Is Cutting Family Out of a Will Evidence of Undue Influence?: Religious Sect as Major Beneficiary

Posted By on September 2, 2015

If a decedent’s children, parents, or siblings are seriously concerned that their family member was victimized and that otherwise they would have inherited his estate, then they may have a basis for filing a will contest on undue influence grounds. See, Watts v. Newport, 149 Fla. 181, 6 So.2d 829 (1941).

What is Undue Influence when Family is Disinherited?

When a will has an inequality among beneficiaries, and family members are excluded or minimized in the estate’s distribution while the majority of the property goes to a stranger or newcomer to the decedent’s life, then the probate courts will consider these circumstances to suggest undue influence upon the decedent.  It then becomes the burden of the main beneficiary to refute the presumption that undue influence was exerted upon the testator and that this is the reason this beneficiary is inheriting the property. In re Donnelly’s Estate, 137 Fla. 459, 188 So. 108 (1938).

Family portrait in interior by E.Botman (1845)

 

It’s assumed that family members will be named as beneficiaries in a will; this is considered traditional or “natural disposition.”

The Case of the Religious Sect as Major Beneficiary

Here’s an example of a Florida will cutting out the testator’s family members, and their successful challenge of that Last Will and Testament as being the result of undue influence. In the case of In re Estate of Hee, 252 So. 2d 846 (Fla. Dist. Ct. App. 1971), a gentleman named Louis Hee lived alone in Dade County, Florida, for many years. Mr. Hee was a senior citizen who was not in good health. In fact, he was bedridden for a long time prior to his passing, and his good friend Stephen Bertok took care of him. None of Louis Hee’s family lived near to him.

In the few months prior to his death in May 1969, members of the Jehovah’s Witnesses began visiting Mr. Hee. They brought reading material. They talked with him at length about their religious beliefs. Various members of their sect came to see him.  Two of the visitors were ministers: John Hartley, Jr. and William H. Payne.

Louis Hee, meanwhile, was a Christian and a member of a Florida Christian church. As frail as he was, he attended Easter Sunday services at his church not long before he died. There was no dispute that Louis Hee was never a member of the Jehovah’s Witnesses. He had no connection to the Watch Tower Bible and Tract Society.

Nevertheless, in March 1969, an attorney who represented the Watch Tower Bible and Tract Society was asked by John Hartley (who had visited Mr. Hee at his home) to go to see Louis Hee. Hartley instructed the lawyer that he was to prepare a will for Louis Hee and that this was something that needed to be done immediately. The lawyer said he couldn’t go that fast, so Hartley prepared a will himself for Louis Hee to sign. Together with two members of the sect, Hartley went to Louis Hee’s home and had him sign this will.

The document, executed on March 8, 1969, named Hartley and Payne as co-executors of Hee’s estate, and the Watch Tower Bible and Tract Society of Pennsylvania as sole beneficiary. There was also language that Louis Hee’s funeral service was to be conducted in accordance with Jehovah’s Witness traditions, with a Jehovah’s Witness minister conducting the funeral service and the Watch Tower Bible and Tract Society overseeing the service. As soon as it was signed and witnessed, the will was shipped from Florida to the Brooklyn, New York, offices of the Watch Tower Bible and Tract Society.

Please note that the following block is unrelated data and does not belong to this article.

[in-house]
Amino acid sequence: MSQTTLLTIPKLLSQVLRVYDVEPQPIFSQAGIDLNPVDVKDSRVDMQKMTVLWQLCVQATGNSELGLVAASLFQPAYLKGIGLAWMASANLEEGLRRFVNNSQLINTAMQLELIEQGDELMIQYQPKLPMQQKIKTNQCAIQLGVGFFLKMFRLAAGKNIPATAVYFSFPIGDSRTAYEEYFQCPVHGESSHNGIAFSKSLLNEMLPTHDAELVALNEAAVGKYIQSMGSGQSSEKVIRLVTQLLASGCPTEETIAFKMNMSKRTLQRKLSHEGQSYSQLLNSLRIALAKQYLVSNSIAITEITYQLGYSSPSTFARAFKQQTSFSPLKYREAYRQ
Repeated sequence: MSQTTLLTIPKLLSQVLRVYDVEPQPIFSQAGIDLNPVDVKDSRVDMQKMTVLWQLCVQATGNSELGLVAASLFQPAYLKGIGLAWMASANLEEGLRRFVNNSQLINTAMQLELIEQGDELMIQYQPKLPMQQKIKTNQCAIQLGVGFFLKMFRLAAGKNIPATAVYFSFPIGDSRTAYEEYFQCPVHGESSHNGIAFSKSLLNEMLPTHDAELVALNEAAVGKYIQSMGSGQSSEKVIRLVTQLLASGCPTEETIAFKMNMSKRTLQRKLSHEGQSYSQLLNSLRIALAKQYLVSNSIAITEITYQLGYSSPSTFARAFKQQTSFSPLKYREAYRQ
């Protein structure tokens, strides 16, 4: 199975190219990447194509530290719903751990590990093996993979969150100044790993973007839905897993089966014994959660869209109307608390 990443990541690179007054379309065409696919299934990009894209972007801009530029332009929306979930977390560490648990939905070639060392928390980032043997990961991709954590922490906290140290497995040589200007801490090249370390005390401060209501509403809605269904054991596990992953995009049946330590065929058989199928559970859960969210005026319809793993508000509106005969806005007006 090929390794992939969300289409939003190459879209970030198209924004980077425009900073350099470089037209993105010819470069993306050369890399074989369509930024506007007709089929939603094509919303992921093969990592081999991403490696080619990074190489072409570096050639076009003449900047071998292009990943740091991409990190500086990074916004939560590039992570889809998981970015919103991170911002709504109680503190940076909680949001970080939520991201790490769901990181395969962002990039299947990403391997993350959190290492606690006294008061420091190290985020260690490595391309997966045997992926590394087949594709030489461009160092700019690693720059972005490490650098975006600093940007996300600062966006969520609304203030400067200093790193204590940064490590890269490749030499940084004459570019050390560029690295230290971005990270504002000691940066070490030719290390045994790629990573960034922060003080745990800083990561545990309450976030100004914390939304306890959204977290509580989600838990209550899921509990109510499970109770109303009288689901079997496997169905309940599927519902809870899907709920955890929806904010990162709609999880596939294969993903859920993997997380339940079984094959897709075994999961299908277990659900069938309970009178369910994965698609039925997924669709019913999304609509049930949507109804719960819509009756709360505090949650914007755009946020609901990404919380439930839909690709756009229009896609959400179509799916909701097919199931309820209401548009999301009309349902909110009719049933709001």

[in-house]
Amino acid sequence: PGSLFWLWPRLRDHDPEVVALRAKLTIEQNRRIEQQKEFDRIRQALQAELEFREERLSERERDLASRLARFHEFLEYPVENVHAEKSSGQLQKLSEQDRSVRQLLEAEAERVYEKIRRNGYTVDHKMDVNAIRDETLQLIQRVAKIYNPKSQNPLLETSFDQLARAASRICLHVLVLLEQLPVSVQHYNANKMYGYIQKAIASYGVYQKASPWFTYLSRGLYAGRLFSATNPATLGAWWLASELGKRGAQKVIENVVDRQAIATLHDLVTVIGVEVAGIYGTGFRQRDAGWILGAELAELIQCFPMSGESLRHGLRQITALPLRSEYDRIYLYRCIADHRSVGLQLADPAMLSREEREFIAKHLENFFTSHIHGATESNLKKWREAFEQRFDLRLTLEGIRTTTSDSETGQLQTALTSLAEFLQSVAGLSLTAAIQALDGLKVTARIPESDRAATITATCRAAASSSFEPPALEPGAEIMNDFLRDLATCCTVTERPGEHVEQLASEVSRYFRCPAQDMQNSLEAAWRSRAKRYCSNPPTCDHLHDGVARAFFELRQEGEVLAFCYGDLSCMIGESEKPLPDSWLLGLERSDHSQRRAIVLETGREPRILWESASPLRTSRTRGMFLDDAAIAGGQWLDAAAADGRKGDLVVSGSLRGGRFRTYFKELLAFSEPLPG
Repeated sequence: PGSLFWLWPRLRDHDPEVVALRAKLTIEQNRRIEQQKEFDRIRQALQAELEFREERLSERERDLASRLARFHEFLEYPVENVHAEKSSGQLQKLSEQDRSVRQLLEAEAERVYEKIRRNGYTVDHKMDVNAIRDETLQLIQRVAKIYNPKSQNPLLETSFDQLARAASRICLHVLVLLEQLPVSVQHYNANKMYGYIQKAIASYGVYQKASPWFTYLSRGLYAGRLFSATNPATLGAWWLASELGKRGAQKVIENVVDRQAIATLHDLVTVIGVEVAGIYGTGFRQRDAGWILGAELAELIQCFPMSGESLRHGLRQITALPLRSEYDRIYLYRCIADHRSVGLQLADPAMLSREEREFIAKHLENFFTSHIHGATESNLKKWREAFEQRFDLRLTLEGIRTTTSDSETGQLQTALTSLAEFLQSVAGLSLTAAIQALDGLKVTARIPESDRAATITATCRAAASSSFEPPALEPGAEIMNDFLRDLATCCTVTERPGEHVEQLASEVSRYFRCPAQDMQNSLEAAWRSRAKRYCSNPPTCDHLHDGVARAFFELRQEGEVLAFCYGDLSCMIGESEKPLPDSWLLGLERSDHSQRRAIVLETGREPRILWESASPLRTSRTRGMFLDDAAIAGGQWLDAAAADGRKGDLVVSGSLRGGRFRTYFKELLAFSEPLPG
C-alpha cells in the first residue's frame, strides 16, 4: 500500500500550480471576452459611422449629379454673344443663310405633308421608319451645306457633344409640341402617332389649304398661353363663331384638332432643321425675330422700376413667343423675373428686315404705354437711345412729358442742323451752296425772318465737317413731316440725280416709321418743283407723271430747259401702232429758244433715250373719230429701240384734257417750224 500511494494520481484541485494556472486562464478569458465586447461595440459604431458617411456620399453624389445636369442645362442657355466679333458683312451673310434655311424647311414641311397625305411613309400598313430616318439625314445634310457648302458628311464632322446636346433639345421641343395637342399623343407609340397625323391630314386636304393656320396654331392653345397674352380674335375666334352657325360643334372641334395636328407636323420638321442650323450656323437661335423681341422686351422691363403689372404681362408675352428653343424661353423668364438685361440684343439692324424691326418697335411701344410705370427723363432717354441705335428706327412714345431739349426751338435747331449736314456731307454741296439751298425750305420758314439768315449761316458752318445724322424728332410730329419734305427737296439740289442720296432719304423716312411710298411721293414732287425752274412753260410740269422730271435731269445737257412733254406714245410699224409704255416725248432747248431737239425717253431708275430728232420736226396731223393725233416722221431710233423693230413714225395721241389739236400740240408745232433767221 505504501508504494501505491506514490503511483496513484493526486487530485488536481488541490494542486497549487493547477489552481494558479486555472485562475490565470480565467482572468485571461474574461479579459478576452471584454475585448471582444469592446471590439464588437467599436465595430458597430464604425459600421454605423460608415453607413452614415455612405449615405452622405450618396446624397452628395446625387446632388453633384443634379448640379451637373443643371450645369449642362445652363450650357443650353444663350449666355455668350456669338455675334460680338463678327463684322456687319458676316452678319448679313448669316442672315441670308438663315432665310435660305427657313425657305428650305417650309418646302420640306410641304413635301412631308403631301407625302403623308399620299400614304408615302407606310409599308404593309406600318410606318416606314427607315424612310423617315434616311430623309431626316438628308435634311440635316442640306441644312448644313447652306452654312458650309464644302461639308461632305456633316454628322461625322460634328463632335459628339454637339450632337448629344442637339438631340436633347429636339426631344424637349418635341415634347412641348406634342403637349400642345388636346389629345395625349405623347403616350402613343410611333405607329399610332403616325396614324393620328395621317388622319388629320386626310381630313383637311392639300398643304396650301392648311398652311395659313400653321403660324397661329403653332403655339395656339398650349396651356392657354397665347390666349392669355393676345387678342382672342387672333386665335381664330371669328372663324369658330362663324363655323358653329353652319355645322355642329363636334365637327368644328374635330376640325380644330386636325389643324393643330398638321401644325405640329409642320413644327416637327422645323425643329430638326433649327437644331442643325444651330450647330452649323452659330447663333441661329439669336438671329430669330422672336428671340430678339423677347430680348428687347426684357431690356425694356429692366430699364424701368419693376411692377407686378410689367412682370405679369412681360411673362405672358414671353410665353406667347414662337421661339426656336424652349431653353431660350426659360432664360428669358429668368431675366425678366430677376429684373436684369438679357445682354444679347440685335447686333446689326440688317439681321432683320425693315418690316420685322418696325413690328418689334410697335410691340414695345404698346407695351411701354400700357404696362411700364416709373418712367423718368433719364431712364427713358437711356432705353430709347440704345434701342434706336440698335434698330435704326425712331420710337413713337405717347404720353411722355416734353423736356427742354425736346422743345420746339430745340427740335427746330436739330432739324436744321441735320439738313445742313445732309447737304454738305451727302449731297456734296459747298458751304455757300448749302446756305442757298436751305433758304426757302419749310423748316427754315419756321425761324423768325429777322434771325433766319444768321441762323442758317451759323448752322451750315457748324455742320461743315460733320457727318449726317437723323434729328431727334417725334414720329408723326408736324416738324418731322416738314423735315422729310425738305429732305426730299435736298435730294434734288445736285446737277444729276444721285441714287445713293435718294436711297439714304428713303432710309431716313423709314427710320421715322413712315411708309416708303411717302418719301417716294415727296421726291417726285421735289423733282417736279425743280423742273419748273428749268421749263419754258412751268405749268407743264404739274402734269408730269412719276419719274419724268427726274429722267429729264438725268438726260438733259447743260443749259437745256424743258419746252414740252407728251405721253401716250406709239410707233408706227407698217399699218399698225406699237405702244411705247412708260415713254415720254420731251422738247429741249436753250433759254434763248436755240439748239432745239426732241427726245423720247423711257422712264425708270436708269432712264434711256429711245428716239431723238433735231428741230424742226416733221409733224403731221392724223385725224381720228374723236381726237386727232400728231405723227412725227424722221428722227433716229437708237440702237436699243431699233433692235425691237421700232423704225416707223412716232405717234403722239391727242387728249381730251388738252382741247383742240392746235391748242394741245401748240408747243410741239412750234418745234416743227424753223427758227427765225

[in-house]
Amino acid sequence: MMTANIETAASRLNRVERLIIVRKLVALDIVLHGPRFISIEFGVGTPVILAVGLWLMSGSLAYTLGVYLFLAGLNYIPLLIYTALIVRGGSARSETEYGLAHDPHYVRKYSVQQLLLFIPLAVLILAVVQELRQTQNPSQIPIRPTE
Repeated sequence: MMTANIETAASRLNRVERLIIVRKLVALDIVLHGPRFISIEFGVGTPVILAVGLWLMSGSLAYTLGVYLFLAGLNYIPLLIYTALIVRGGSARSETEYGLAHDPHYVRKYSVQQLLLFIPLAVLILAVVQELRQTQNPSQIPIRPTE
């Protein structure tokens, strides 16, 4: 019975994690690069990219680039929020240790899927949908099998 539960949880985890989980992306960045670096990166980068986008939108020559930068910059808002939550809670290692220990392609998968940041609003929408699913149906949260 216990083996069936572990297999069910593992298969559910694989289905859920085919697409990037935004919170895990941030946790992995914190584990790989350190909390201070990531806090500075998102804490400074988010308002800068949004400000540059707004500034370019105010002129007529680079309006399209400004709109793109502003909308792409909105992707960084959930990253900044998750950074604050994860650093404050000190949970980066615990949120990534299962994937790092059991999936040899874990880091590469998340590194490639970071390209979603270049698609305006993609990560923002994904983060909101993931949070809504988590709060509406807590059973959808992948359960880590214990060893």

The will sat in their Brooklyn offices without any Hee family member being aware of its existence, much less his friends or the minister of his church, until Mr. Hee died almost three months later. He wasn’t even given a copy of the will for his personal records.

Jehovah’s Witness Will Admitted to Probate; Hee’s Brother and Sisters File Will Contest

The March 1969 will was promptly filed with a Florida probate court. There was no language addressing Mr. Hee’s Christian faith, nor was there language in the will that left anything to his church.  The will as admitted to probate left the entire estate of Louis Hee to the Watch Tower Bible and Tract Society, a Pennsylvania Corporation, the parent organization of the religious organization known as Jehovah’s Witnesses.

Hee’s siblings, Juliana, Maria, Bertha and Sandor, were forced to file a will contest challenging the will as being the product of undue influence.

The Florida probate judge found that the March 1969 will was “unnatural in its content and disposition,” and that it was “not the free expression of the decedent, Louis Hee,” but was the “expression and desire of those who procured the execution thereof,” i.e., the members of the religious sect Jehovah’s Witnesses who had visited him.

The judge declared the will to be null and void., and revoked its admission to probate.

Do You Suspect Undue Influence in a Florida Last Will and Testament?

If you think that your loved one was victimized by someone and that the will admitted (or sought to be admitted) to probate is the product of undue influence, the experienced Florida probate lawyers at Sackrin & Tolchinsky, P.A. are knowledgeable, aggressive, and ready to help you contest the will in probate court. If you have any questions about undue influence over a Florida Will, or other probate litigation, please do not hesitate to call us.

For more information check out our probate litigation page.

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Picture of Larry TolchinskyDo you have questions or comments? Then please feel free to send Larry an email or call him now at (954) 458-8655.

 

 

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